Post Thumbnail

MIT has been at this robotic fish lark for a long, long time, and its latest iteration is a true testament to all the effort and energy put in. The first prototype, 1994's Robotuna, was four feet long and had 2,843 parts driven by six motors, whereas the new robofish is no longer than a foot, carri

5 years ago 0 Comments
Post Thumbnail

Cornell sure seems to be doing its part to usher in a world where robots call the shots and humans spend most of their time cowering in the corners of bomb-out buildings. Researchers at the school have variously applied their brain matter (and we're guessing the occasional government check) to such

5 years ago 0 Comments
Post Thumbnail

If a wave of déjà vu just hit you like a ton of bricks, fret not, as this most certainly isn't the first (or second) time we've heard of researchers looking to the seas to create more intelligent / nimble submersibles. Apparently, a few more folks have gotten involved, as gurus from D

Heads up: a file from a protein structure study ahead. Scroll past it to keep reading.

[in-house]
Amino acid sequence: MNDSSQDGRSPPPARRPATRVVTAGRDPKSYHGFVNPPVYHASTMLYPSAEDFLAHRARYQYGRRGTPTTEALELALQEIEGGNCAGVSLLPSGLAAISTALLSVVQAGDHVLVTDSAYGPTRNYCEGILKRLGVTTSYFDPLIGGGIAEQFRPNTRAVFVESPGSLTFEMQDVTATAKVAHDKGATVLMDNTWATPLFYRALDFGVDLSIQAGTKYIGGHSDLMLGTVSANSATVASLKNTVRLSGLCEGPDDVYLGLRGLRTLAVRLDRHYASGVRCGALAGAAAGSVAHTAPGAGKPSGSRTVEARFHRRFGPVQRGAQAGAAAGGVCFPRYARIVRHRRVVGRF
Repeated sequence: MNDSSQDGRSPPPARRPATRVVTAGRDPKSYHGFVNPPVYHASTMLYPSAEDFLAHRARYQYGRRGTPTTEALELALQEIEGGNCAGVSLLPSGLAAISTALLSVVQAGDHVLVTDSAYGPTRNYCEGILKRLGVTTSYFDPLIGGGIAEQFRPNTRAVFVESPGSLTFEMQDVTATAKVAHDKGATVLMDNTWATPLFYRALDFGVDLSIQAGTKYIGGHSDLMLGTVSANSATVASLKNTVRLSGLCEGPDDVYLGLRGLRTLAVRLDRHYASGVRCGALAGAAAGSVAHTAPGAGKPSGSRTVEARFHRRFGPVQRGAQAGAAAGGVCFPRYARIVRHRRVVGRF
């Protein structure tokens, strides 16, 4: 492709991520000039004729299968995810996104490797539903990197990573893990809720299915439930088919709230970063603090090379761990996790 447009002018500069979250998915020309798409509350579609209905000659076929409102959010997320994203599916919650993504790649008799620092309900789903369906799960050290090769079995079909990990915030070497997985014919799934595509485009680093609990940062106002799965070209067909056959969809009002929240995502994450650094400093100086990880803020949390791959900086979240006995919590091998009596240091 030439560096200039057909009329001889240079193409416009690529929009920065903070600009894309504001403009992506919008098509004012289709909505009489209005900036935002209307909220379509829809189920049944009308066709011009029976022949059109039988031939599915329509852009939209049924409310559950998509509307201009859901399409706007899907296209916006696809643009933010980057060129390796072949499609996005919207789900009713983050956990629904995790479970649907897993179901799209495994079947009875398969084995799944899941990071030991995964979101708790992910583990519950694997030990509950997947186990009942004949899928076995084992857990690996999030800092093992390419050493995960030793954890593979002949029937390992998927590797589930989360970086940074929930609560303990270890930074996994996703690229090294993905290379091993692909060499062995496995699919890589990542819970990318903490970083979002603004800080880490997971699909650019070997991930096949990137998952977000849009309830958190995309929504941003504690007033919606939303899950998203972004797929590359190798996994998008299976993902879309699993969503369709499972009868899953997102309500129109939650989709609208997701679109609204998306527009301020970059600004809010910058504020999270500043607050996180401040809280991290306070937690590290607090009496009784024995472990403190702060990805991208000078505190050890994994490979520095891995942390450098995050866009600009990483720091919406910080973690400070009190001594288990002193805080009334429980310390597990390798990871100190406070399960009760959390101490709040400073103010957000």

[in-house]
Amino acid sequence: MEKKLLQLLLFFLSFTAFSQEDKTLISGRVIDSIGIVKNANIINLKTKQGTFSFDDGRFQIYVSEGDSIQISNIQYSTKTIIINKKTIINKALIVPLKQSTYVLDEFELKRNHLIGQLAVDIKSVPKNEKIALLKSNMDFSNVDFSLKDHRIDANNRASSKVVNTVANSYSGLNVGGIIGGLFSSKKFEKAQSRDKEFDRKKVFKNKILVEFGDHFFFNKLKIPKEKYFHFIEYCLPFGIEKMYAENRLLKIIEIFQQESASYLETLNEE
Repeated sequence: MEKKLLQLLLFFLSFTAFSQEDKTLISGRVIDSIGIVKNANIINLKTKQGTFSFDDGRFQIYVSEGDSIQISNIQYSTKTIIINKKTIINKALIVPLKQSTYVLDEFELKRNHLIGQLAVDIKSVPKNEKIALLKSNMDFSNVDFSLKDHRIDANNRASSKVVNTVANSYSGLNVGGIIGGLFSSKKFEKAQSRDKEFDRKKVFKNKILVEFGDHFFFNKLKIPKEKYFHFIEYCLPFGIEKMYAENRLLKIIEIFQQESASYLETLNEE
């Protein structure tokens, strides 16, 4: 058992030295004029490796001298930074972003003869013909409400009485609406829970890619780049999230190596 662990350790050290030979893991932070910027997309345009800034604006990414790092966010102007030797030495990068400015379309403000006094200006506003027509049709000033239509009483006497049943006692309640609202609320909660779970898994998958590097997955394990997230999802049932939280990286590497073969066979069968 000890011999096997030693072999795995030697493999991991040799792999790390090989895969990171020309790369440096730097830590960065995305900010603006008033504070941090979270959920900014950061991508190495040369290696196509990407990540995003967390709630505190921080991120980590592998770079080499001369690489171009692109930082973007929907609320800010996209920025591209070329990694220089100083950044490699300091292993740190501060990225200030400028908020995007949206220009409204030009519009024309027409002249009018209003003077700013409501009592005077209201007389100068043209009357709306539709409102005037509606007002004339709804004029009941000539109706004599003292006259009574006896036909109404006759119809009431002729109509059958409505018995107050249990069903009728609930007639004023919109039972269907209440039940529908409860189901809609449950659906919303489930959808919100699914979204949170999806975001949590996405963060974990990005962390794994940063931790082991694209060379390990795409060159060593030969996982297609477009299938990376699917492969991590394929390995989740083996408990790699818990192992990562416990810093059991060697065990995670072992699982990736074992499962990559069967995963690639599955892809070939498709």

6 years ago 0 Comments
Post Thumbnail

While we've already witnessed robotic submersibles take on fish-like sensing abilities, a team at MIT is hoping to equip autonomous underwater vehicles (AUVs) with a mechanical fin in order to nix the necessity of a propeller. In essence, the crew is looking to \"create a more maneuverable, propelle

7 years ago 0 Comments
Post Thumbnail

Those peeps from the University of Florida's still awesomely-named SubjuGator team have dominated the annual Autonomous Underwater Vehicle Competition once again this year, repeating their hard-fought victory from last year's event. Like last year, the competition entailed finding a docking station

8 years ago 0 Comments